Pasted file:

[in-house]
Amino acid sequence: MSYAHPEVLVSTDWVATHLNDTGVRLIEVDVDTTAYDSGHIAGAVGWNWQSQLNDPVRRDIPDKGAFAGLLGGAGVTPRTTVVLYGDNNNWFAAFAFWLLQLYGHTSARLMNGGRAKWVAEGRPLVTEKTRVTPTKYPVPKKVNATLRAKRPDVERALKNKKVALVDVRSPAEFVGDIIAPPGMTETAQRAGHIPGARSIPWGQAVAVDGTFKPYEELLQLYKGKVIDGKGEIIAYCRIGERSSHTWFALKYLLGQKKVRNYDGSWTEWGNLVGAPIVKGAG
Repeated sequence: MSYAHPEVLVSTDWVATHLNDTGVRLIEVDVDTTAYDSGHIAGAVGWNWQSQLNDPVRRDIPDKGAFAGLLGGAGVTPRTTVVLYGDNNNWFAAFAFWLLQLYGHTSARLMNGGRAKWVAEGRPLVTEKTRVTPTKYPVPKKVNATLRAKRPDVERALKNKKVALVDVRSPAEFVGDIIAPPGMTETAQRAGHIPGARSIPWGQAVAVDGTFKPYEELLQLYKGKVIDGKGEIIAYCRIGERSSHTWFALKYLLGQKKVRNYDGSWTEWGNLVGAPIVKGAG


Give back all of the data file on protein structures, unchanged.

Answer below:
[in-house]
Amino acid sequence: MSYAHPEVLVSTDWVATHLNDTGVRLIEVDVDTTAYDSGHIAGAVGWNWQSQLNDPVRRDIPDKGAFAGLLGGAGVTPRTTVVLYGDNNNWFAAFAFWLLQLYGHTSARLMNGGRAKWVAEGRPLVTEKTRVTPTKYPVPKKVNATLRAKRPDVERALKNKKVALVDVRSPAEFVGDIIAPPGMTETAQRAGHIPGARSIPWGQAVAVDGTFKPYEELLQLYKGKVIDGKGEIIAYCRIGERSSHTWFALKYLLGQKKVRNYDGSWTEWGNLVGAPIVKGAG
Repeated sequence: MSYAHPEVLVSTDWVATHLNDTGVRLIEVDVDTTAYDSGHIAGAVGWNWQSQLNDPVRRDIPDKGAFAGLLGGAGVTPRTTVVLYGDNNNWFAAFAFWLLQLYGHTSARLMNGGRAKWVAEGRPLVTEKTRVTPTKYPVPKKVNATLRAKRPDVERALKNKKVALVDVRSPAEFVGDIIAPPGMTETAQRAGHIPGARSIPWGQAVAVDGTFKPYEELLQLYKGKVIDGKGEIIAYCRIGERSSHTWFALKYLLGQKKVRNYDGSWTEWGNLVGAPIVKGAG